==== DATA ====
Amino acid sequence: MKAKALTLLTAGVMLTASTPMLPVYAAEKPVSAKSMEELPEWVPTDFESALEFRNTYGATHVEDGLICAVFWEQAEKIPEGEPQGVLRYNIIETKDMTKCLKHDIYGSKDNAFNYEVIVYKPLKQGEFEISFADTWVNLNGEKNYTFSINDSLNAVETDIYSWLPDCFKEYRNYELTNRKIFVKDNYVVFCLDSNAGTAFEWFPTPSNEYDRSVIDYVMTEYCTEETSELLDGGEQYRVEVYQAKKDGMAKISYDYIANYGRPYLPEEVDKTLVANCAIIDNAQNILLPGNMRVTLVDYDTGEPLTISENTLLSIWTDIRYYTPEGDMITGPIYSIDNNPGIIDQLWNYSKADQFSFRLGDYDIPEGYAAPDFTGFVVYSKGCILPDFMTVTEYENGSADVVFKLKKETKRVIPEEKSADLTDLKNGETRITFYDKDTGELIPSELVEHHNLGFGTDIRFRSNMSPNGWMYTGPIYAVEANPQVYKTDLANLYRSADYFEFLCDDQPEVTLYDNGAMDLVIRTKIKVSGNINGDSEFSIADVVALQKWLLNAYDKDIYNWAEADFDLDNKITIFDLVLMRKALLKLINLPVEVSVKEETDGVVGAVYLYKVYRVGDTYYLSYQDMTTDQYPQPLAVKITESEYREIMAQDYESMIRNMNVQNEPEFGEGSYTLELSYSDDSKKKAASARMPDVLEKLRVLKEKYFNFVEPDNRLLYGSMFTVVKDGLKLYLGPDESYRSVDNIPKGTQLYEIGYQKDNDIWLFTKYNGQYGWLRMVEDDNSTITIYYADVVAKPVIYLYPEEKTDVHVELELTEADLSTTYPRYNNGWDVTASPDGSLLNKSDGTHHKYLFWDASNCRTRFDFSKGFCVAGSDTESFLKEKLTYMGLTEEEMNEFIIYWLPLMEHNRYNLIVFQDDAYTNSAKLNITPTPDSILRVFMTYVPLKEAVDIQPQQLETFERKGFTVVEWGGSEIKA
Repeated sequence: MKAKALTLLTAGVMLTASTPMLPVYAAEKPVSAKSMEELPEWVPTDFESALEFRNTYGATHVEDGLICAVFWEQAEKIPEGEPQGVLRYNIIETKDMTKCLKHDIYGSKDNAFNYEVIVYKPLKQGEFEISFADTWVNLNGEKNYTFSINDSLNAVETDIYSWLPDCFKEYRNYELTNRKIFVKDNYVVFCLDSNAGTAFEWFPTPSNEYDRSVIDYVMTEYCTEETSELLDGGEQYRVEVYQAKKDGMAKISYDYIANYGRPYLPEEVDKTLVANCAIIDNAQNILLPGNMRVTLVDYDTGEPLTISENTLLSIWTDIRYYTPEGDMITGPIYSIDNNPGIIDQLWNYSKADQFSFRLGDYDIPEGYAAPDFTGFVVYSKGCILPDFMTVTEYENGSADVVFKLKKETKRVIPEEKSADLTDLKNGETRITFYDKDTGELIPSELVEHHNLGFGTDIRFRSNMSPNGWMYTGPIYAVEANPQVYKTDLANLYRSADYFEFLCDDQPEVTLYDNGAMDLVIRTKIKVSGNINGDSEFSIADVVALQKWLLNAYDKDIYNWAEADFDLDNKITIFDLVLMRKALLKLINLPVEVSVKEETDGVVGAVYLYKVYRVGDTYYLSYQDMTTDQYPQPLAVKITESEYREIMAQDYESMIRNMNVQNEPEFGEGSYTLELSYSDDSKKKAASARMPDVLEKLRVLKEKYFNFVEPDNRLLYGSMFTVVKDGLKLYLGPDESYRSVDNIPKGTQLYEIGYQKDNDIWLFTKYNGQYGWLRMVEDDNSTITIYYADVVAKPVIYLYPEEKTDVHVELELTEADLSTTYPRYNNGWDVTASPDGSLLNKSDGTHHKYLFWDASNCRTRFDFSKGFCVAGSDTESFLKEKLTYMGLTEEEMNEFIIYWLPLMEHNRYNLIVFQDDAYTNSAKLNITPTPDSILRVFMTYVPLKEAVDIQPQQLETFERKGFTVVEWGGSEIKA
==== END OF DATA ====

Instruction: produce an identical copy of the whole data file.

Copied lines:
Amino acid sequence: MKAKALTLLTAGVMLTASTPMLPVYAAEKPVSAKSMEELPEWVPTDFESALEFRNTYGATHVEDGLICAVFWEQAEKIPEGEPQGVLRYNIIETKDMTKCLKHDIYGSKDNAFNYEVIVYKPLKQGEFEISFADTWVNLNGEKNYTFSINDSLNAVETDIYSWLPDCFKEYRNYELTNRKIFVKDNYVVFCLDSNAGTAFEWFPTPSNEYDRSVIDYVMTEYCTEETSELLDGGEQYRVEVYQAKKDGMAKISYDYIANYGRPYLPEEVDKTLVANCAIIDNAQNILLPGNMRVTLVDYDTGEPLTISENTLLSIWTDIRYYTPEGDMITGPIYSIDNNPGIIDQLWNYSKADQFSFRLGDYDIPEGYAAPDFTGFVVYSKGCILPDFMTVTEYENGSADVVFKLKKETKRVIPEEKSADLTDLKNGETRITFYDKDTGELIPSELVEHHNLGFGTDIRFRSNMSPNGWMYTGPIYAVEANPQVYKTDLANLYRSADYFEFLCDDQPEVTLYDNGAMDLVIRTKIKVSGNINGDSEFSIADVVALQKWLLNAYDKDIYNWAEADFDLDNKITIFDLVLMRKALLKLINLPVEVSVKEETDGVVGAVYLYKVYRVGDTYYLSYQDMTTDQYPQPLAVKITESEYREIMAQDYESMIRNMNVQNEPEFGEGSYTLELSYSDDSKKKAASARMPDVLEKLRVLKEKYFNFVEPDNRLLYGSMFTVVKDGLKLYLGPDESYRSVDNIPKGTQLYEIGYQKDNDIWLFTKYNGQYGWLRMVEDDNSTITIYYADVVAKPVIYLYPEEKTDVHVELELTEADLSTTYPRYNNGWDVTASPDGSLLNKSDGTHHKYLFWDASNCRTRFDFSKGFCVAGSDTESFLKEKLTYMGLTEEEMNEFIIYWLPLMEHNRYNLIVFQDDAYTNSAKLNITPTPDSILRVFMTYVPLKEAVDIQPQQLETFERKGFTVVEWGGSEIKA
Repeated sequence: MKAKALTLLTAGVMLTASTPMLPVYAAEKPVSAKSMEELPEWVPTDFESALEFRNTYGATHVEDGLICAVFWEQAEKIPEGEPQGVLRYNIIETKDMTKCLKHDIYGSKDNAFNYEVIVYKPLKQGEFEISFADTWVNLNGEKNYTFSINDSLNAVETDIYSWLPDCFKEYRNYELTNRKIFVKDNYVVFCLDSNAGTAFEWFPTPSNEYDRSVIDYVMTEYCTEETSELLDGGEQYRVEVYQAKKDGMAKISYDYIANYGRPYLPEEVDKTLVANCAIIDNAQNILLPGNMRVTLVDYDTGEPLTISENTLLSIWTDIRYYTPEGDMITGPIYSIDNNPGIIDQLWNYSKADQFSFRLGDYDIPEGYAAPDFTGFVVYSKGCILPDFMTVTEYENGSADVVFKLKKETKRVIPEEKSADLTDLKNGETRITFYDKDTGELIPSELVEHHNLGFGTDIRFRSNMSPNGWMYTGPIYAVEANPQVYKTDLANLYRSADYFEFLCDDQPEVTLYDNGAMDLVIRTKIKVSGNINGDSEFSIADVVALQKWLLNAYDKDIYNWAEADFDLDNKITIFDLVLMRKALLKLINLPVEVSVKEETDGVVGAVYLYKVYRVGDTYYLSYQDMTTDQYPQPLAVKITESEYREIMAQDYESMIRNMNVQNEPEFGEGSYTLELSYSDDSKKKAASARMPDVLEKLRVLKEKYFNFVEPDNRLLYGSMFTVVKDGLKLYLGPDESYRSVDNIPKGTQLYEIGYQKDNDIWLFTKYNGQYGWLRMVEDDNSTITIYYADVVAKPVIYLYPEEKTDVHVELELTEADLSTTYPRYNNGWDVTASPDGSLLNKSDGTHHKYLFWDASNCRTRFDFSKGFCVAGSDTESFLKEKLTYMGLTEEEMNEFIIYWLPLMEHNRYNLIVFQDDAYTNSAKLNITPTPDSILRVFMTYVPLKEAVDIQPQQLETFERKGFTVVEWGGSEIKA